Almost 600 members of Manitoba's information and communication technologies (ICT) community converged on the Victoria Inn Hotel and Convention Centre in Winnipeg on October 27 for a day of education, collaboration and innovation.
EPIC Technology Day, hosted by Winnipeg's EPIC Information Solutions, featured keynote speakers including MTS CEO Jay Forbes, Dean La Riviere of Cisco Systems Canada, Chris Pratt of IBM Canada and Michael O'Neil of the Toronto Cloud Business Coalition. Attendees had the opportunity to take in dozens of breakout sessions and the Solutions Showcase, featuring 23 vendor exhibitors, at the 24th edition of the bi-annual tech event.
"It's all about education and networking," said Jennifer Ching, Marketing and Events Coordinator for EPIC. It's also the biggest event of its kind in the province. It's grown exponentially. The first one had about 40 people."
A great list of tech companies sponsored Technology Day, with Cisco as the platinum sponsor. Gold sponsors included Microsoft, EMC and Lenovo. Dell and Trend Micro were silver sponsors and at the bronze level were Brocade, IBM, Kaspersky Lab, Polycom, SoftwareONE and VMware. Additional sponsors of the event were AAA Security, Avnet, Emerson Network Power, NEC, Nimble, Veeam, WiBand Communications and Xerox.
EPIC's Director of Technology Doug Scott pointed to Technology Day's success in reaching a critical mass of IT professionals.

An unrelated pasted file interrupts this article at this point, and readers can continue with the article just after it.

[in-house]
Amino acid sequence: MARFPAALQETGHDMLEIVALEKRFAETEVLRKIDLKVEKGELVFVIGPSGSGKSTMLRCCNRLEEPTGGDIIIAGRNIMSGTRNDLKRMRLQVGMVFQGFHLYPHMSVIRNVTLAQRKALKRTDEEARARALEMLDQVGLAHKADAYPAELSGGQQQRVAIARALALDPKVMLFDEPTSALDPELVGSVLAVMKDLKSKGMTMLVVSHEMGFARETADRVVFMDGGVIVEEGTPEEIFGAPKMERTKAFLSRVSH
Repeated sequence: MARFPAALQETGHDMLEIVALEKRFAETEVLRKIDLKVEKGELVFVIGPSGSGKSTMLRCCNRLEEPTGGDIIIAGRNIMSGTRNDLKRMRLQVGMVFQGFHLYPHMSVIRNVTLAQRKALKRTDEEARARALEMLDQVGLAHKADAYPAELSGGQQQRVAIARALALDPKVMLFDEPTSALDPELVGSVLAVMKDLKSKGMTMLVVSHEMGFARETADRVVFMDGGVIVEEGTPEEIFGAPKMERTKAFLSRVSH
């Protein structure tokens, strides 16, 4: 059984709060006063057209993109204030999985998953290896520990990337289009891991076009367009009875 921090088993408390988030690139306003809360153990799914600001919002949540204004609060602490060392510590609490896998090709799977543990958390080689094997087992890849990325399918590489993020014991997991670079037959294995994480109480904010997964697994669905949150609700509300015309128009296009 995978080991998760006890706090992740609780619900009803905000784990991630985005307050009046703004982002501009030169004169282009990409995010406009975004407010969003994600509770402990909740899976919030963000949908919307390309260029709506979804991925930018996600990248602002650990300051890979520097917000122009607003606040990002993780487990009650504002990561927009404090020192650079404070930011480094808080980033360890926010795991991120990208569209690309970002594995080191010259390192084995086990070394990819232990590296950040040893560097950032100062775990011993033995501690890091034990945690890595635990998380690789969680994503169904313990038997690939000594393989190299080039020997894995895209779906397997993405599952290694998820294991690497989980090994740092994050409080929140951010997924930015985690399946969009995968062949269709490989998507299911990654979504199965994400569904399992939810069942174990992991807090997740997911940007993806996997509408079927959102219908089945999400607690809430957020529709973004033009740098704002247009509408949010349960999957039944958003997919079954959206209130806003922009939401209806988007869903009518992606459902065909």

"We get enough of them together that the sponsors come out in strength," Scott said. "Nobody else gets a crowd this big in Manitoba. Microsoft almost never comes to someone else's show. They normally just do their own events, but now they've been here twice in a row and we're already talking about doing something special with them in April."
For the first time, EPIC Technology Day featured "tracks" tailored to attendees' interests, allowing them to easily organize their day. The tracks focused on Microsoft, collaboration, desktop, infrastructure, network and security.
"This is your opportunity to collaborate with the biggest collection of IT professionals in Manitoba, and your opportunity to hear their challenges, if they already implemented [certain] products, are they struggling with the same evaluation of products that you are…It's really education and collaboration with your peers," Scott said.
"We really do try to make it an educational event," Scott said of the creating the thematic tracks. "We've reached the size now where there is so much content at Tech Day that people have said ‘I wanted to see this session, but it's on at the same time as this one.' Typically, a security professional will come or a network professional, and they're interested in their niche, so we worked with sponsors to have a row of security or network sessions."
Another first was the "Meet the Engineer Lounge" where participants could sit down for a one-on-one session with an engineer.
"We've given attendees a chance to book meetings with EPIC and MTS experts to get them one-on-one time," Ching said. "We had over 130 requests."
This was the second Tech Day to also offer a business-oriented focus.
"Traditionally, Tech Day had been just for ICT people," Ching said. "If you own a business, or you're a manager, it wasn't really for you. In April, we launched a business track geared toward talking ICT to people on the business side. For this show, we are holding a keynote talk for IT executives and business leaders with MTS CEO Jay Forbes and cloud specialist Michael O'Neil. It's all about thought leadership. We've got you covered — we can speak to your IT department, but we understand the business concerns as well. IT affects us all."